How SuperBonds Unlock Fixed DeFi Income
SuperBonds will be interesting to several types of investors, from those dabbling in crypto to hardened TradFi veterans and institutions looking for a professional approach.
This article will explain what innovation SuperBonds adds to the existing DeFi market and how you can benefit from it. Don’t worry if you still have doubts about whether a fixed-income product in DeFi can really work — you will end up on the correct side of the bell curve after this article.
- What fixed income is
- What bonds are
- Why fixed income products are rare in DeFi
- How SuperBonds changes the DeFi bond game
Crypto and finance beginners should read it all; experienced investors can jump to the latter two sections.
What is Fixed Income?
Fixed income is an investment that pays fixed interest or dividends on a principal until the principal is returned (called the maturity date). Fixed income is generally tied to debt, which the government or a company issues.
For example, the US government needs to raise $1 billion dollars and issues debt (called bonds) at an interest rate of 1% for 12 months. As an investor, you can buy up to one billion dollars worth of these bonds and receive a so-called treasury bill (the name of the one-year bond) in return. The government gets your principal and invests it (hopefully in something useful). 12 months later, you receive your principal and 1% interest on it.
These investments are called fixed income because your investment return is fixed and predictable (your interest rate is locked in for the duration of the bond).
What are Bonds?
Roughly speaking, bonds are IOUs that governments or companies offer. Both governments and companies offer bonds to raise capital to finance large projects. A bond can have different maturity dates — from one year up to ten years.
For investors, bonds have several advantages:
- They have predictable returns and provide information about the health of a government’s / company’s finances.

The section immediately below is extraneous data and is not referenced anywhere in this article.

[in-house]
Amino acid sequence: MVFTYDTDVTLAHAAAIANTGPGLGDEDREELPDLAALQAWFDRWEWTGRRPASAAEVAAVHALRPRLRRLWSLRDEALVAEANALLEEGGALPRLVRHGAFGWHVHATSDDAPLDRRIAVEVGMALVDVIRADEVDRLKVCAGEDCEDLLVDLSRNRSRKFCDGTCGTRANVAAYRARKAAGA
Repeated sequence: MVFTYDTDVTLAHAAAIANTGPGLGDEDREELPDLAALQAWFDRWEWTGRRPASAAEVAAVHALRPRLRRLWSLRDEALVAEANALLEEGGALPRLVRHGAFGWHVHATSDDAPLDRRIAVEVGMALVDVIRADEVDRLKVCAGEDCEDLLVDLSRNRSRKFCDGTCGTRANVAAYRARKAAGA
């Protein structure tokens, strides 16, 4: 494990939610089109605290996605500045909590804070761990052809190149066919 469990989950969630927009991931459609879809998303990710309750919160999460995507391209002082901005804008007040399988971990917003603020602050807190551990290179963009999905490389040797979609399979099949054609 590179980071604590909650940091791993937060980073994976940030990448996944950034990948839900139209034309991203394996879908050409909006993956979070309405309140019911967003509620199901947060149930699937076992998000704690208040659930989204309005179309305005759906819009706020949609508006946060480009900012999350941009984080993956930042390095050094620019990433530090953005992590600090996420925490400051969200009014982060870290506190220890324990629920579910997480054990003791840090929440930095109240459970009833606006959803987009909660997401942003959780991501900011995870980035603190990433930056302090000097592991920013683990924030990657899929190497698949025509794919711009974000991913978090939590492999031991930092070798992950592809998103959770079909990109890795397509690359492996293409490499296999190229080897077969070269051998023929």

- They provide a stable flow of income because bonds with a maturity date longer than one year have yearly interest payments.
- They are a way of preserving capital: investing in the bonds of a stable government is the safest investment available. (Of course, there are also risky bonds, so-called junk bonds).
- Bond markets are massive, and the main way for institutional investors like pension funds to invest their capital. A country’s pension fund cannot simply invest in an asset like Bitcoin — the market is too small (and too risky), so the fund invests a good chunk in bonds.
This high-level overview begs the question: why are there no crypto bonds?
Why DeFi Lacks Bonds & Fixed Income Products
ICMA estimates the global bond market at $128 trillion, but DeFi protocols only have $38 billion in total value locked, according to DeFi Pulse(down from its all-time high of $107 billion). Fixed income protocols only make up a fraction of that because most total value locked in DeFi is not in fixed income products.
Firstly, real-world bond markets involve a lot of regulatory and administrative requirements. That is a risk for DeFi bond markets (lack of regulatory clarity) but also a massive opportunity (increasing settlement efficiency). It is more efficient to settle bond payments through code (a smart contract) than through a complex system of institutions controlled by people.